The story of Nkosazana Dlamini-Zuma plus 5 highlights from 'Vrye Weekblad'

Here's what's hot in the latest edition of the Afrikaans digital weekly

10 July 2020 - 07:49 By TimesLIVE
Nkosazana Dlamini-Zuma has always been popular in the ANC.
Nkosazana Dlamini-Zuma has always been popular in the ANC.
Image: REUTERS/Siphiwe Sibeko/File Photo

There have always been two schools of thought about Nkosazana Dlamini-Zuma: uncharismatic-yet-competent, or Zuma-in-a-doek (in the words of political analyst Justice Malala).

Under the corona spotlight a few others have sprung up: “prime minister”, lockdown tsar, the power behind Cyril Ramaphosa's throne.

But who is NDZ really?

Nkosazana Clarice Dlamini-Zuma was very nearly SA’s president. There were only 197 votes between her and Ramaphosa at Nasrec in 2017. And this was not only because she was riding the coattails of the Jacob Zuma faction. 

Fact is, she has always been popular in the ANC. The public is used to her lack of charisma (we know by now that not smiling at media conferences is her trademark) but inside the party her roots grow deep and strong – from being a minister in Nelson Mandela’s first cabinet a quarter of a century ago to almost being president – and NDZ is proper ANC royalty.

Read more about our ministers, our Covid fight, and more news and analysis in this week's edition of Afrikaans digital weekly Vrye Weekblad.

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There was plenty of scandal and drama in her career: Sarafina, Virodene, Zimbabwe and now cigarettes.

But Dlamini-Zuma’s political star kept shining bright. 

But is she the power behind the throne, one so powerful that she can tell the president himself what to do? Is there a secret faction paralysing Ramaphosa?

No, says analyst Oscar van Heerden.  

“You have to understand how this works constitutionally. With the announcement of the state of disaster she, as minister of Cogta, became the boss of lockdown and how it would be implemented and enforced. She has no special powers. It is her job to make sure the rules, as decided on by the collective, are enforced. That is why she is the one behind the podium.”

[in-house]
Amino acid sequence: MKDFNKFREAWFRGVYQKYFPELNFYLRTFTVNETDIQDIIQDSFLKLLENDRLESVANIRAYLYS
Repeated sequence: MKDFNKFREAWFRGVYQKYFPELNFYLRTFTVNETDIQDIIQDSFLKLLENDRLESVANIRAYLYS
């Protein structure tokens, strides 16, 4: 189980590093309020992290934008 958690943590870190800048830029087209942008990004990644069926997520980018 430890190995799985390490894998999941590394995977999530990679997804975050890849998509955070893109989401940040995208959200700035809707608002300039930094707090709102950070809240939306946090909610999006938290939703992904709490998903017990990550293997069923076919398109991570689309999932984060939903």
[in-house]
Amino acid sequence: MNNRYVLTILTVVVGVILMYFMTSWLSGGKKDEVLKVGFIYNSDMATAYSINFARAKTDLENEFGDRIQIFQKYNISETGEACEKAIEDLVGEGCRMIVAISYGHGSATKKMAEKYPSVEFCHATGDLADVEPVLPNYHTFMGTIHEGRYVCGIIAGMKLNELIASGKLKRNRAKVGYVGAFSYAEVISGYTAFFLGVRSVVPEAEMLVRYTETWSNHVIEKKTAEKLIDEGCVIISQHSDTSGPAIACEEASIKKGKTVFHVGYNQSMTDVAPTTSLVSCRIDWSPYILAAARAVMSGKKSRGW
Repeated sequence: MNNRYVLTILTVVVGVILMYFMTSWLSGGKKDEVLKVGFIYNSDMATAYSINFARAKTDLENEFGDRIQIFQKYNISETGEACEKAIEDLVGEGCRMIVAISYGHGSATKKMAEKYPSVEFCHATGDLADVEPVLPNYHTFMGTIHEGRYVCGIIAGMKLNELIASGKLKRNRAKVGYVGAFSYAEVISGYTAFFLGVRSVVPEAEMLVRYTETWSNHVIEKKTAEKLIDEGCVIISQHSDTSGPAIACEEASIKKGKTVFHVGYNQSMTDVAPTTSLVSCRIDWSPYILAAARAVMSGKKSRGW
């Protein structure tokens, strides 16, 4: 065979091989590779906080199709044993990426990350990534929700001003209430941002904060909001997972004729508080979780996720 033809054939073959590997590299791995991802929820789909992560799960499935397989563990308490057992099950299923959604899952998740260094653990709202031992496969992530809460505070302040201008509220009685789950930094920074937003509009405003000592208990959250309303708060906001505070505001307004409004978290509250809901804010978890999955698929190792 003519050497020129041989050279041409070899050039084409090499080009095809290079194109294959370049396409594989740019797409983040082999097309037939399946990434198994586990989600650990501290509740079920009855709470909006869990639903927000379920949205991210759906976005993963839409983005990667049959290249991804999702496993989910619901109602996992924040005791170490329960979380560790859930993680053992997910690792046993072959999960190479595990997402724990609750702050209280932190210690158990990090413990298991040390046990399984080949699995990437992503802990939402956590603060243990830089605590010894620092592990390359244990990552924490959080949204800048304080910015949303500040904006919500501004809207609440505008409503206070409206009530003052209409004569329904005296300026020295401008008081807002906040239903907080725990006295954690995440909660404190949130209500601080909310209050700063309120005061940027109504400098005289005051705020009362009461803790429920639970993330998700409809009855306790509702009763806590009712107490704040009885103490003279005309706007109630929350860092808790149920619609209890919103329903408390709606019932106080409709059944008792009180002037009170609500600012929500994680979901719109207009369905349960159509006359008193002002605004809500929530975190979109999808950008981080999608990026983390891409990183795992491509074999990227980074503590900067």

But have her political ambitions been snuffed out?

Not necessarily, says analyst Ebrahim Fakir. 

“If it becomes possible for her to try to shoot for the presidency again, I don't think she won't do it, but that is not on the cards right now.”

Read the full article in this week's Vrye Weekblad

Must-read articles in this week's Vrye Weekblad

JUDICIAL CRACKS | Many of the pillars of SA's democracy have become shaky over the last decade or so, but one seemed solid as a rock: the judiciary. Or so we thought. The cracks we are seeing now are not new though.

THE FREE STATE IS VROT | The Free State's municipalities are in tatters and the provincial government needs to step up; but not like they did in Metsimaholo.

FREE TO READ – COVID DREAMS | Many of us have been having weird and scary dreams since the start of the pandemic. We speak to SA's Prof Dreams about Covid's lullaby. 

FREE TO READ – THERE IS CORONA IN THE AIR | What causes the most infections: droplets or aerosol? Why are we still debating this? We look at this issue, as well as other questions about the pandemic

SO YOU THINK YOU'RE CLEVER? | From Covid to cheese, art and the Quran – this week's 20 questions are a real test of your general knowledge.